You’re not living up to the ethical standard that you think you are. That’s one of the core messages of “Blind Spots: Why We Fail to Do What’s Right and What to Do About it” (Princeton University Press), a new book by university professors Max H. Bazerman and Ann E. Tenbrunsel, which examines why people overestimate their ability to do what’s right, and why they act unethically without meaning to. “Ethics interventions have failed and will continue to fail because they are predicated on a false assumption: that individuals recognize an ethical dilemma when it is presented to them,” write Bazerman and Tenbrunsel, explaining one of the important implications of their findings.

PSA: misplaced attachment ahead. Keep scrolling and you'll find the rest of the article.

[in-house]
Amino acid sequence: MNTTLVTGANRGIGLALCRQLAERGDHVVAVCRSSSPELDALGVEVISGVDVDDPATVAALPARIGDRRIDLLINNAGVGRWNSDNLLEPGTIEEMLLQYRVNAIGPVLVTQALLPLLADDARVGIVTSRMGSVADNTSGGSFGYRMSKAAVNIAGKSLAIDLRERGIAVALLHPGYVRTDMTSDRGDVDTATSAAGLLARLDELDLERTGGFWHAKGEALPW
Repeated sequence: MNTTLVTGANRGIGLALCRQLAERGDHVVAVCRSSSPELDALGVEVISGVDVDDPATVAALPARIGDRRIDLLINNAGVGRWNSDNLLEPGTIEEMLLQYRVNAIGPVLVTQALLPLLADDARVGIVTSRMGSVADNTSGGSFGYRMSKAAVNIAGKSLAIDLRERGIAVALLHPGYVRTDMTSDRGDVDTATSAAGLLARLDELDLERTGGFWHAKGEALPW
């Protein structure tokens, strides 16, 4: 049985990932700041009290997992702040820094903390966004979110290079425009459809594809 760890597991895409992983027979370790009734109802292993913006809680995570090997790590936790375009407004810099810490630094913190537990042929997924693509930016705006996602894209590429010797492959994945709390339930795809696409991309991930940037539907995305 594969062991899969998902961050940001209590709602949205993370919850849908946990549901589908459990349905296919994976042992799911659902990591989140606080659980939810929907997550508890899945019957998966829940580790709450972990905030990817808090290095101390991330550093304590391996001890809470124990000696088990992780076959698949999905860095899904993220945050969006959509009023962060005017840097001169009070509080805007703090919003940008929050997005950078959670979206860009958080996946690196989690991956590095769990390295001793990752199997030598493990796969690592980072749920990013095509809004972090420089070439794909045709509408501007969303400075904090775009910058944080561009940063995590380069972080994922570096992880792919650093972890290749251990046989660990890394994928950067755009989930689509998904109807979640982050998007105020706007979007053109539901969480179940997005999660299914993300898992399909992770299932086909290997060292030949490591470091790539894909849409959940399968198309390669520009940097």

With the above in mind, I contacted Tenbrunsel by phone to discuss “Blind Spots.” Among other things, we addressed why traditional ethics interventions are inadequate, and why people don’t notice or report the ethical failures of others.
To read the interview visit: Ethical Blind Spots.